Looks like SoftBank is doing something with Sprint after all

This article may contain personal views and opinion from the author.
Looks like SoftBank is doing something with Sprint after all
Back in the days when it was just a rumor that SoftBank was gearing up to take a majority stake in Sprint, there was a lot of excitement about what the deal could mean for the US wireless industry.

While it was not realistic to think we were going to get any fancy hardware from Japan as part of the deal, there was a lot of conjecture that Masayoshi Son was going to at least encourage the sort of shake up we witnessed with T-Mobile’s John Legere who pretty much owns the franchise in that department amongst the big carriers..

After all, Masayoshi Son bet big on the internet and was one of the pioneers that brought Yahoo! to Japan. He bet big in buying out Vodafone Japan, and created SoftBank. Immediately, SoftBank started shaking things up in Japan, and what was a very distant third place carrier became a viable competitor to NTT DoCoMo and KDDI au.

Given that, it made sense to think that there might be some influence in the business model with Sprint following the acquisition last summer. However, Sprint did not embark on any such activity. Despite Masayoshi Son’s claims that he was “betting $20 billion” that he would be successful, instead we started seeing talk about buying T-Mobile instead, a venture which SoftBank admittedly could not afford even a break-up fee if such a deal could not close.

It was also a given that Masayoshi Son was going to take a close interest in Sprint’s daily operations. Though here we are nearly one year after the deal closes and what is there to show for it? Okay, the Framily plans have a pretty neat feature for billing, and they are reasonably priced, but ground breaking they are not.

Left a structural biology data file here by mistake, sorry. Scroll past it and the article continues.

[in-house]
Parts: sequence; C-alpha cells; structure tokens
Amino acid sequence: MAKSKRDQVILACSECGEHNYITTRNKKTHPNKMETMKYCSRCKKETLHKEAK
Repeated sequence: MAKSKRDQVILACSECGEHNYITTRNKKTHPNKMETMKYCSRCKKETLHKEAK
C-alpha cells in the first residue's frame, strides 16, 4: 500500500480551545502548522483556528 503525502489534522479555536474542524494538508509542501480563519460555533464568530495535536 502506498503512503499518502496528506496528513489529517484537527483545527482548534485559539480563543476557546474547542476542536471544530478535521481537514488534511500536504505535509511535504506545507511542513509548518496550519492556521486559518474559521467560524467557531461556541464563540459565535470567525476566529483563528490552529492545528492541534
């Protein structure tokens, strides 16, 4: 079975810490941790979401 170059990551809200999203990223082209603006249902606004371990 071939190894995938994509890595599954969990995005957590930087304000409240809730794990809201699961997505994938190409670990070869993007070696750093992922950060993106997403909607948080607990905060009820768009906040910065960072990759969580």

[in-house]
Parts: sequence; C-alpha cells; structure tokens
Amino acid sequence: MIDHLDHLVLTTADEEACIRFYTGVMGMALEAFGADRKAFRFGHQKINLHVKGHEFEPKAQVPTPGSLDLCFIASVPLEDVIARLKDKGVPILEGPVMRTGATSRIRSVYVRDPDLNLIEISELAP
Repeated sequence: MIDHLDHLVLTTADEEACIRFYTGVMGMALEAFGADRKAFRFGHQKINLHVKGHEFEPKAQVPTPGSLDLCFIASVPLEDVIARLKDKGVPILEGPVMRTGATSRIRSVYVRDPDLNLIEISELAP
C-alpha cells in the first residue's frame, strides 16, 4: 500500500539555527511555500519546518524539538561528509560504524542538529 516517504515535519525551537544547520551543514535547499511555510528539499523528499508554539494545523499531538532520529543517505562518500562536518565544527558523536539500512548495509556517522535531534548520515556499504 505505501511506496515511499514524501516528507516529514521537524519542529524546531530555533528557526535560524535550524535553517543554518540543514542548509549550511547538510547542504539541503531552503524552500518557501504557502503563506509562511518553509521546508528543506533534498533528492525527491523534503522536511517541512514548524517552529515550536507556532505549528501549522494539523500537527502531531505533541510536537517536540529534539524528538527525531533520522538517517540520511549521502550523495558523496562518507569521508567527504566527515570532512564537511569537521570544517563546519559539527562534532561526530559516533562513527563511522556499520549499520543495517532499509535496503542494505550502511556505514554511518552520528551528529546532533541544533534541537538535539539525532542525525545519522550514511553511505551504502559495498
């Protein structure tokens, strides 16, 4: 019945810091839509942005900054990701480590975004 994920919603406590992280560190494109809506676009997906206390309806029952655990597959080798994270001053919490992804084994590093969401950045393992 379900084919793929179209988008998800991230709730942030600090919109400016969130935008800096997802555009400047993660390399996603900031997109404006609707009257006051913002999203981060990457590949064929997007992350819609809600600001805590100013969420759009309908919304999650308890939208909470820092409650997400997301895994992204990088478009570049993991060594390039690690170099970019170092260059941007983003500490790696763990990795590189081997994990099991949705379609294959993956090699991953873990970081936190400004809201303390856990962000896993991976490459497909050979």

There is one area where SoftBank has definitely leveled influence and that is in marketing which features Sprint’s new Frobinson family. You may have noticed that the characters in this “framily” each have their own distinct trait. The daughter speaks only French, one of the sons is a bit dim, and the father is…a hamster. Where did they come up with that idea?

As it happens, SoftBank’s Japanese ads feature an interesting family, known as the “White Family,” with a Shiba Inu dog as the father. The dog’s name is Kai, often referred to affectionately as Kai-kun, and is probably the most famous dog in Japan.

I will admit I had higher expectations from the SoftBank takeover of Sprint. Sprint holds a lot of spectrum, seems to finally be on track with rolling out a common platform for 4G/LTE, though it is TD-LTE as opposed to the FDD-LTE standard used by AT&T, T-Mobile, and Verizon. Manufacturers and chipmakers are backing both flavors so no big deal.

In all honesty, I thought Sprint would be more disruptive to the market than it has been. Instead, it seems a bit like the status quo, with the competitors getting the subscriber growth while the nation's number three fends off the barbarians at the gate.  I know Sprint has to go through some big adjustments to get its network on track, and that will take more than a year.  I guess I was just hoping for some more simultaneous action.

Kai-kun is set to retire later this year, but his “son” Kaito will continue the endearing legacy that SoftBank has established. Is Sprint’s Frobinson hamster destined to create the same legacy? Even if the voice is Andrew Dice Clay, I don’t know if it could ever be as endearing as a cool looking dog. Though the French speaking daughter with little blue birds orbiting her head is a nice touch. Then again, when not much has changed, it doesn’t really matter what language it is.


FEATURED VIDEO

Latest Stories

This copy is for your personal, non-commercial use only. You can order presentation-ready copies for distribution to your colleagues, clients or customers at https://www.parsintl.com/phonearena or use the Reprints & Permissions tool that appears at the bottom of each web page. Visit https://www.parsintl.com/ for samples and additional information.
FCC OKs Cingular's purchase of AT&T Wireless